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Principles of Splicing

In 1977, it was discovered that eucaryotic genes are often split into exons and introns. Both exons and introns are transcribed and the introns have to be excised from the pre-mRNA in order to obtain a continuous reading frame for the translation machinery. The discovery was fundamental and was rewarded with the 1993 Nobel Prize in Physiology or Medicine to Philip Sharp and Richard Roberts.

The Nobel Prize in Physiology or Medicine 1993
Split genes »

The splicing reaction has been extensively studied genetically and biochemically to define the molecules involved and the reaction mechanism. Today it is known that five small nuclear RNAs (snRNAs) and approximately 50 different proteins make up the splicing machinery. The five snRNAs are essential splicing factors. Each snRNA is associated with several different proteins to make up five snRNP complexes, called U1, U2, U4, U5 and U6. The snRNAs are transcribed from specific genes, the U1, U2, U4 and U5 snRNAs by RNA polymerase II and the U6 snRNA by RNA polymerase III. The snRNAs (except U6 snRNA) are capped at their 5' end (a trimethylguanosine-cap, slightly different compared to the cap structure of mRNAs) and are transported to the cytoplasm to mature. In the cytoplasm, they bind snRNP specific proteins and their cap structure is somewhat modified before they are mature and are transported back to the cell nucleus.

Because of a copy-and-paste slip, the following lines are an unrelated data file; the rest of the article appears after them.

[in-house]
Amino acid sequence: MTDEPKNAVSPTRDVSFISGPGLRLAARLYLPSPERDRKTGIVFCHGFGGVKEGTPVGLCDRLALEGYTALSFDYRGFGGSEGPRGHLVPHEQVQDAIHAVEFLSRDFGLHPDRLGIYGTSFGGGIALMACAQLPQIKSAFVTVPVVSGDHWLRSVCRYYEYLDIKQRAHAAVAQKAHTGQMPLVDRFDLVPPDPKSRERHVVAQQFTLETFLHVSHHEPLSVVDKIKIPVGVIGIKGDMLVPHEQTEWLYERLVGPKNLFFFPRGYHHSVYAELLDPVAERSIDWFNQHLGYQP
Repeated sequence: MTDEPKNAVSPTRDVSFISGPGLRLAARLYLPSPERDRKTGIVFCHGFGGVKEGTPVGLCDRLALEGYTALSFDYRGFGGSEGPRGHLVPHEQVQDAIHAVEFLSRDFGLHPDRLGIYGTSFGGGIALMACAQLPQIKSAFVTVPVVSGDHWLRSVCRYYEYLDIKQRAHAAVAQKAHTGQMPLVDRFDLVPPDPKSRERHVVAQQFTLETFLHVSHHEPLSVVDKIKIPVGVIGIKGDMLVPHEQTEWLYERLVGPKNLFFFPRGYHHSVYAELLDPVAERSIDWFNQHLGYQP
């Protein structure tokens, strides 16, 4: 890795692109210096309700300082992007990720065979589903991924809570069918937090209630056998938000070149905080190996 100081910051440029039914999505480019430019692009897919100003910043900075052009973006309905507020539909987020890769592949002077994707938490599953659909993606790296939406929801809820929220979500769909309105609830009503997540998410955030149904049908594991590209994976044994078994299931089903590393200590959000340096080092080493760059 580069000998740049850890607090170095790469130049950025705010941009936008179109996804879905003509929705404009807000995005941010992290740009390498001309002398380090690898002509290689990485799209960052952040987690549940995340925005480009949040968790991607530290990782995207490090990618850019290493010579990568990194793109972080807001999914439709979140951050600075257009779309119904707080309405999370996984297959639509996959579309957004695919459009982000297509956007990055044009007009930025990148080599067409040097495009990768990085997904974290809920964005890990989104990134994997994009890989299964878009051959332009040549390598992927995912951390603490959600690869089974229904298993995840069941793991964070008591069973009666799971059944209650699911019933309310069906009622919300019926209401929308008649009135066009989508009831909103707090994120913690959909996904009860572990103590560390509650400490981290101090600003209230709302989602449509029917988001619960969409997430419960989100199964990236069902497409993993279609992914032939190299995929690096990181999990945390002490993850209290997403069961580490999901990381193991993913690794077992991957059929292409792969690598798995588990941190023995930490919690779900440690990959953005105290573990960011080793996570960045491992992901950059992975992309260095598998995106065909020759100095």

Based on biochemical experiments, the snRNPs and the protein splicing factors sequentially bind to the pre-mRNA to define the exon-intron borders. The complete complex of splicing factors bound to the pre-mRNA is called a spliceosome. The splicing reaction is a two-step transesterification reaction and it is believed that it is the RNA molecules, not the proteins, that form the active reaction sites. The spliceosome is presumably a dynamic structure in which RNA-RNA base pairing is formed and broken. The proteins are believed to assist by initiating, stabilizing and breaking the RNA-RNA interactions.

Splicing is not only an essential step in constitutive gene expression. It is also an important mechanism for regulation of gene expression. A large number of genes can give rise to more than one type of mRNA in a process known as alternative splicing.

alternative splicing »

detailed picture of the splicing mechanism »


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